Moore’s book is the latest and most comprehensive of many on Australian speech and is packed with information reflecting ANU-backed research over more than twenty years. It tracks the evolution since Captain Cook’s expedition first recorded kangaroo at Cooktown in 1770 through to, for example, barbecue stopper, first noted in 2001.

Moore estimates that there are more than 14,000 distinctive words and expressions in Australian English, about 440 of them of Aboriginal origin. This number excludes the indigenous languages themselves and the thousands of place names. Absorption of indigenous words is less than in New Zealand, probably because Maoris spoke only one language, against about 600 indigenous languages and dialects here.

Not all words that seem to be Aboriginal are. Jumbuck is more likely to be the Aboriginal rendering of “jump up”—sheep jumping up in a tight flock.

It is also disappointing that some words are not as pristinely antipodean as we would like. Billy came from the Scots billycan. Wowser, knockabout and skite are other examples of regional British words that became more mainstream here.

The pattern, says Moore, was for a general Australian English to develop in the early colonial period up to 1850, based on the south-eastern English and Irish speech of most of the early settlers and convicts. As people from Scotland, Cornwall and midland and northern England became more numerous in the population, a nifty process developed between about 1850 and 1910 of selecting, adapting and popularising words from these dialects, which remained regional at home. Larrikin (first recorded in Australia in 1868) meant a “mischievous or frolicsome youth” in Warwickshire and Worcestershire. Nugget, fossick and mullock came from Cornwall with the gold rush. Stoush came from Scotland about 1903; miserable in the sense of stingy, from Britain, also about 1903.

Moore finds little difference in vocabulary across the country, even less in pronunciation. Brook, in the English sense of a small stream, has survived in Western Australia to this day, whereas the rest of Australia uses creek. Port (short for portmanteau) for what Melburnians call a case (as in suitcase) soars in popularity north of Sydney. Tasmania retains a few early nineteenth-century English expressions no longer used at home and South Australia has several words of its own.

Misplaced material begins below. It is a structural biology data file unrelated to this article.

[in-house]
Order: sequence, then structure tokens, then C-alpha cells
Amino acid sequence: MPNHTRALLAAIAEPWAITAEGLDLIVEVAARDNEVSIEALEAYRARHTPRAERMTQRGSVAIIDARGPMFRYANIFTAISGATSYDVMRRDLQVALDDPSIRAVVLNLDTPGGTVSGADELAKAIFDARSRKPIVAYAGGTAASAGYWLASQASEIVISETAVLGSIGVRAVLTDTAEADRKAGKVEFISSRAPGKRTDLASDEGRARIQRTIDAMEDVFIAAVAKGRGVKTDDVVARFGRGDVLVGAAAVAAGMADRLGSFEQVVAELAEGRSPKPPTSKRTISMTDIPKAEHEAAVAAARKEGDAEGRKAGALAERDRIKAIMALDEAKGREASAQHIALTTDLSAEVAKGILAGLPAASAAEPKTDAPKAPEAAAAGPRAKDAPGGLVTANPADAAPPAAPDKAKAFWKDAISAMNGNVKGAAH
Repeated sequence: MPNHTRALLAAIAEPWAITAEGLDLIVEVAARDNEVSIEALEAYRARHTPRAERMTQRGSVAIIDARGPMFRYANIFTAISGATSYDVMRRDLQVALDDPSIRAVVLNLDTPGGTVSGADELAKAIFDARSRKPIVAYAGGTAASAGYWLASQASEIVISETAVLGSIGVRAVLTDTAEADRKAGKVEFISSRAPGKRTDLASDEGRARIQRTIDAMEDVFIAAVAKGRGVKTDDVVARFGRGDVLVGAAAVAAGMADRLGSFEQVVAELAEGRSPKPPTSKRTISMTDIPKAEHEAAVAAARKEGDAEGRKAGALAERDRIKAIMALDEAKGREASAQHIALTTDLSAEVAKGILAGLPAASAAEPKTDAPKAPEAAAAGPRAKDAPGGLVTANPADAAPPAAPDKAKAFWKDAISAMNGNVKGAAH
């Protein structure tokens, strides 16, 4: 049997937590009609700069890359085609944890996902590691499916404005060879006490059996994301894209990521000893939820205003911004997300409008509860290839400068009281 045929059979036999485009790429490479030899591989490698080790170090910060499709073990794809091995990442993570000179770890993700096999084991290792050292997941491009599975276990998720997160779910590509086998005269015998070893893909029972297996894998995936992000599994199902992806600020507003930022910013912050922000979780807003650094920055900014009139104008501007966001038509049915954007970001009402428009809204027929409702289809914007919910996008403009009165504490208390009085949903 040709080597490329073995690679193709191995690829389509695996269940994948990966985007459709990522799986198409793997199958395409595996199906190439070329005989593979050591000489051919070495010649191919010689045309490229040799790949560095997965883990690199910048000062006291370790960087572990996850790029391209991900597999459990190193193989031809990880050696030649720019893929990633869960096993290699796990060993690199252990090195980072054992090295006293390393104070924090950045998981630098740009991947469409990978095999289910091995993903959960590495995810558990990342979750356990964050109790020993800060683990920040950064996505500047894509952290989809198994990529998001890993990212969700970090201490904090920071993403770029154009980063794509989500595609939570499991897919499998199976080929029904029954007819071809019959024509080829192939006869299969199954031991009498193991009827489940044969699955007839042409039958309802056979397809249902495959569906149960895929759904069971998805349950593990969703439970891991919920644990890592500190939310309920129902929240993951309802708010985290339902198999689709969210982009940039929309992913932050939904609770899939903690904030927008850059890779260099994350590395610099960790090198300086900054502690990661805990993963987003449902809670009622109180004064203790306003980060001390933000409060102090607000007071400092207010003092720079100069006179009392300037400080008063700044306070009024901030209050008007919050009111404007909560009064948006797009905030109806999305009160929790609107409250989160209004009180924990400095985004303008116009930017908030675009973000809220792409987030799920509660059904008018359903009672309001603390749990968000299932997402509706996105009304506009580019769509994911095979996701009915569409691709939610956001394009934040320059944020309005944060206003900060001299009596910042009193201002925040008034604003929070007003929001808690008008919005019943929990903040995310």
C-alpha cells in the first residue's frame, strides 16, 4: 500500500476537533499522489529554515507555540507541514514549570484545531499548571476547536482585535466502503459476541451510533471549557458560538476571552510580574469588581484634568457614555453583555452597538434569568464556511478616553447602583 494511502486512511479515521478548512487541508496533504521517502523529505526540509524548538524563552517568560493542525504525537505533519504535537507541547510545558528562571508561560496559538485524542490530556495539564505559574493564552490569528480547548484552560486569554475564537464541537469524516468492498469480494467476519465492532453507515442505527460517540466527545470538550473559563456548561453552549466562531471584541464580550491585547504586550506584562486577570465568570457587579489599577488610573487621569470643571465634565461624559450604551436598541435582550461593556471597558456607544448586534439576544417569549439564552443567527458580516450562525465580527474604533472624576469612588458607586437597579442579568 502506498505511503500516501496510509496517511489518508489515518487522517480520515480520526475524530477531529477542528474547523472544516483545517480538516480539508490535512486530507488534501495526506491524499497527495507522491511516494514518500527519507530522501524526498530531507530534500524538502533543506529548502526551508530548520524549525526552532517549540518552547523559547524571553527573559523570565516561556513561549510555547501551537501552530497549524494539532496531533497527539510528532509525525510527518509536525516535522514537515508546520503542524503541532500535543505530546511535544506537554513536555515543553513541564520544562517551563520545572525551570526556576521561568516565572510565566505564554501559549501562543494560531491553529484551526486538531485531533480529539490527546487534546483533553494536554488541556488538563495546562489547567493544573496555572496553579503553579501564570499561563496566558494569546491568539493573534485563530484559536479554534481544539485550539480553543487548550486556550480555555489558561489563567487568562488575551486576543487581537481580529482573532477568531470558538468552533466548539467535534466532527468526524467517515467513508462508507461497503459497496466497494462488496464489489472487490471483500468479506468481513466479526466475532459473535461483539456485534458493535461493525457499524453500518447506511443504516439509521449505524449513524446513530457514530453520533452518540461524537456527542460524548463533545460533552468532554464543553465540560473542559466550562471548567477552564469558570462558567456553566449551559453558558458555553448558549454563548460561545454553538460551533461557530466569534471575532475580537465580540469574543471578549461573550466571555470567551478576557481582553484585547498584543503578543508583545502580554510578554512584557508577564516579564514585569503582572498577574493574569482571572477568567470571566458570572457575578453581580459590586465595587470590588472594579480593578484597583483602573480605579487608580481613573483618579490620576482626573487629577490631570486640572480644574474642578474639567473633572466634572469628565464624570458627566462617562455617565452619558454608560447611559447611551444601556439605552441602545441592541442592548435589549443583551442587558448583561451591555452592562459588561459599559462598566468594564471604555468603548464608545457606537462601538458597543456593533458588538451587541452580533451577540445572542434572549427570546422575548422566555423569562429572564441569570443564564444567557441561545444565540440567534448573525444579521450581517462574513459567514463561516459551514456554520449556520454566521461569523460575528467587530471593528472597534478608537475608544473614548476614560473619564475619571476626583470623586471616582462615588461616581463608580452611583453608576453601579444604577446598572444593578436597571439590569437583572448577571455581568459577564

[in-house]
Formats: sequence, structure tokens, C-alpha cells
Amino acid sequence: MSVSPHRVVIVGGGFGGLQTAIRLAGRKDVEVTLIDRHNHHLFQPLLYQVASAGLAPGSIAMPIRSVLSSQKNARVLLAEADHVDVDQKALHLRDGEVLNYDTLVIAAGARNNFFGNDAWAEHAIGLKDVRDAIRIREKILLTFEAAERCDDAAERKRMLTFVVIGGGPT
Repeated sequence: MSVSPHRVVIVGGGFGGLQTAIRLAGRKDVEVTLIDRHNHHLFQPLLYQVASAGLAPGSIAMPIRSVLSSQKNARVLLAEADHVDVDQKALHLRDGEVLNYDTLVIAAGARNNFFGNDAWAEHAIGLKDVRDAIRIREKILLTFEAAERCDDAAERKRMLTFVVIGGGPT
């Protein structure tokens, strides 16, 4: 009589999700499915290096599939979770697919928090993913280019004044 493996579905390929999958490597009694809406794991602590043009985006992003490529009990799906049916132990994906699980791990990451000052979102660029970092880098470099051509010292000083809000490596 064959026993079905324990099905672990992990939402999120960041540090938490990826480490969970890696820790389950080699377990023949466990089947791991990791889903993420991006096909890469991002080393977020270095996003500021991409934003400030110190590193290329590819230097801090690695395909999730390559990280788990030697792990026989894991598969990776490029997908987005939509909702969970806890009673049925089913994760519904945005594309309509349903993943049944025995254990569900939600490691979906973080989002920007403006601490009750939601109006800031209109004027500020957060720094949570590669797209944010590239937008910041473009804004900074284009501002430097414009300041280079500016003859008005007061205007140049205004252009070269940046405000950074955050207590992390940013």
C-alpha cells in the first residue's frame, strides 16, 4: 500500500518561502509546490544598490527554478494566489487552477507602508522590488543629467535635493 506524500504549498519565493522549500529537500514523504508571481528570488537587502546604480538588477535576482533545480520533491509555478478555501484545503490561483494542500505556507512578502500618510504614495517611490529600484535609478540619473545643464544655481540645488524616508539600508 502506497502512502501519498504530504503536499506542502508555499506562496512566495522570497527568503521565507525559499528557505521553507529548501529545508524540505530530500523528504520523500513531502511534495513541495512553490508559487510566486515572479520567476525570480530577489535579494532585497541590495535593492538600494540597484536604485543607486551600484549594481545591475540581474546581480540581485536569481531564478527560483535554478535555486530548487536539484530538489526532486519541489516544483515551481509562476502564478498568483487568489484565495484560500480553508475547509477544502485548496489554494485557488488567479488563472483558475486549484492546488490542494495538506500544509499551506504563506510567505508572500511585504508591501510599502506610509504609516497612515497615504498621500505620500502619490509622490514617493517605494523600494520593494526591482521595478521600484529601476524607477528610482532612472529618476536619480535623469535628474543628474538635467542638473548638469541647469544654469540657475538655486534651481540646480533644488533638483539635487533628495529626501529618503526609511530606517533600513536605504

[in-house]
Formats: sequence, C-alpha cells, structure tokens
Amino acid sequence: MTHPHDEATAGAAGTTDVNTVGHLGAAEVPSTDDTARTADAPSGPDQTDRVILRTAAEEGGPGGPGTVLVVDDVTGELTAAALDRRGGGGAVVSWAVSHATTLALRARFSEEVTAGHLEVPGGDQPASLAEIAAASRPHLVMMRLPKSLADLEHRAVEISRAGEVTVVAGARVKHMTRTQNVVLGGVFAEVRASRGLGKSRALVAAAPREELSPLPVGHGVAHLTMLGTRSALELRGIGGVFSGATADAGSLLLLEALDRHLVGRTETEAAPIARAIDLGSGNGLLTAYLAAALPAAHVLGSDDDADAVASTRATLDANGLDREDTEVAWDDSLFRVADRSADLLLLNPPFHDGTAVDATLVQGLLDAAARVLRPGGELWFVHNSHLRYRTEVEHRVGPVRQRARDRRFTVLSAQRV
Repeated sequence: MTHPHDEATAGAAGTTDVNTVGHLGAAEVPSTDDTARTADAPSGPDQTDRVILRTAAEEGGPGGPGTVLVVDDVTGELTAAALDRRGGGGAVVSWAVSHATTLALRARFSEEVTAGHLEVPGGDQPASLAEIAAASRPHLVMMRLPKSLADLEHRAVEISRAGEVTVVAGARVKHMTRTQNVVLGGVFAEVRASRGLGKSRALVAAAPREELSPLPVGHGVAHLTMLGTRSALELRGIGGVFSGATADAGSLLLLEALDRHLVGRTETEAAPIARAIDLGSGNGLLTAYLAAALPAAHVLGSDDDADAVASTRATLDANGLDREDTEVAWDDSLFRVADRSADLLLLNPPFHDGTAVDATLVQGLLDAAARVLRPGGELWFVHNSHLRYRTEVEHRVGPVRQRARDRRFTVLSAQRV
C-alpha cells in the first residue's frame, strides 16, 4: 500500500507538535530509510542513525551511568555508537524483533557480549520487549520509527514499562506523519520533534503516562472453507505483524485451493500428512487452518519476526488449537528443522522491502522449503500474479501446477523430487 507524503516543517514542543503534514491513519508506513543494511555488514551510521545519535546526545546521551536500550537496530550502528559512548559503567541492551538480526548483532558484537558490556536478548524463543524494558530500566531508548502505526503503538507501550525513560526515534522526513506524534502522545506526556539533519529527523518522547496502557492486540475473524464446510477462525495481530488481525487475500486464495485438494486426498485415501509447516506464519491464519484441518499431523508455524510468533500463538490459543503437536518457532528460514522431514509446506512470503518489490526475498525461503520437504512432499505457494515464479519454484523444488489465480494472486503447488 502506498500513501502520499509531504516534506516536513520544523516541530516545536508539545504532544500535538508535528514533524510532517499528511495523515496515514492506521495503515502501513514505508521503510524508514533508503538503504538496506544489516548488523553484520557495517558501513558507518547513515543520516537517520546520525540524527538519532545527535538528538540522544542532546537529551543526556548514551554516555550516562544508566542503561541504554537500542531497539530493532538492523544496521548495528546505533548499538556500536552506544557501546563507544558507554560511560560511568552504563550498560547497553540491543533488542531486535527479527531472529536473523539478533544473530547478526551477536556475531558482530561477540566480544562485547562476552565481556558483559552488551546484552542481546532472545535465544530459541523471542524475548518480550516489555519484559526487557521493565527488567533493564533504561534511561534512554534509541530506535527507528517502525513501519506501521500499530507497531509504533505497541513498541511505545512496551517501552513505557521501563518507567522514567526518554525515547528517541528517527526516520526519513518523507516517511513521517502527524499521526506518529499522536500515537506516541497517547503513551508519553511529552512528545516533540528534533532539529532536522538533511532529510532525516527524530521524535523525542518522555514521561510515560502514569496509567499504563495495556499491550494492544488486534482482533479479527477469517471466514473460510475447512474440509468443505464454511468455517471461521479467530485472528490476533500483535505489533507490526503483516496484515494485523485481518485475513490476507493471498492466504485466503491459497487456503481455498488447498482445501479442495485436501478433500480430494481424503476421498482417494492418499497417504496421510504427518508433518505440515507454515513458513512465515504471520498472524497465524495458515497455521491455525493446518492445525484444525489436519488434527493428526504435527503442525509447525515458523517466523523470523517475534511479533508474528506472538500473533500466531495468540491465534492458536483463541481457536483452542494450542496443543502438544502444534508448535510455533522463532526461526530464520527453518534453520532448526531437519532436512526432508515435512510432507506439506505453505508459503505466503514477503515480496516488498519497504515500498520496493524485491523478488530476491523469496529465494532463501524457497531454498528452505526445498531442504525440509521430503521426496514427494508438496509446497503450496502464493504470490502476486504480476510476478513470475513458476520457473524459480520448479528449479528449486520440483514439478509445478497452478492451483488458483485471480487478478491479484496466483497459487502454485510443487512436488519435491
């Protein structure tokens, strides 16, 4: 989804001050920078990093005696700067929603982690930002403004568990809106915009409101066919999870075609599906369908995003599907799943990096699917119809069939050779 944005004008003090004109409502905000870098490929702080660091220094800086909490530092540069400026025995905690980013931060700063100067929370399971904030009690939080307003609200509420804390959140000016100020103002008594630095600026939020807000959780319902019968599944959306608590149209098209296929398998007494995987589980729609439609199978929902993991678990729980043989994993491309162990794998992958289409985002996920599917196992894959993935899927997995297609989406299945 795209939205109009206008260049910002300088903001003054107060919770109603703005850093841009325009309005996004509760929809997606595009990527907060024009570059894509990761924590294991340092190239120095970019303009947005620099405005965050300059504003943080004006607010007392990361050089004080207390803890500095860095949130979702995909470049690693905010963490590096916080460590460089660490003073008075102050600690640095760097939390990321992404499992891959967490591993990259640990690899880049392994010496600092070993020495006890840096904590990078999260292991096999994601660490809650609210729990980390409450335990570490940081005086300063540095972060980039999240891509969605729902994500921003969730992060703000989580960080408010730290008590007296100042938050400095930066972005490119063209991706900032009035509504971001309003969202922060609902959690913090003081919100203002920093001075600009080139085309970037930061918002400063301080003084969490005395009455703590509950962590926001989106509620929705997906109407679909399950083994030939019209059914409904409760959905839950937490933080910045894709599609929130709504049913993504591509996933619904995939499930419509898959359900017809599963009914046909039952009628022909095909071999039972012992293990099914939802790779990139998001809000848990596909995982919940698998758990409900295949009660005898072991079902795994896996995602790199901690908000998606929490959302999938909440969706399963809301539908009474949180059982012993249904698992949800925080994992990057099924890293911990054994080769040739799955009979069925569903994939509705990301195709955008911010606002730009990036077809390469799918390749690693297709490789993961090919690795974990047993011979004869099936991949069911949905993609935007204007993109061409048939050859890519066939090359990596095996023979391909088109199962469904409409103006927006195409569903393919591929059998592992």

While American words have flooded in, the USA has had little impact on the accent. First-generation Australians from clusters of Greek and Lebanese families have a distinctive accent, which disappears in the next generation, in a pattern going back two centuries.

This book necessarily relies on recorded usage, which is often well behind spoken usage. I could remember several words, shown here as first recorded in recent decades, having been spoken much earlier. The written record also cannot pick up the normal variation between well-spoken and less-well-spoken people.

Not only American usage is increasing. The English field has in recent years just about replaced paddock, first recorded in Sydney in 1809 for an enclosed agricultural space. Radio National has pioneered high street for a street shopping strip and it is becoming general. Customary Australian usage, at least for country towns, has been the main street, as distinct from the American Main Street. Almost any multicultural word is likely to be seized on.

There has been some great Australian slang over the years and as some words fade out, others seep in (tracky daks for tracksuit pants, 1993). But the greatest enemy of effective speech is the recent tendency for the various categories of dictionary language, colloquialism, slang, jargon and swearing to meld indistinguishably into a soup. Here, at least, a bit of disunity imparts strength.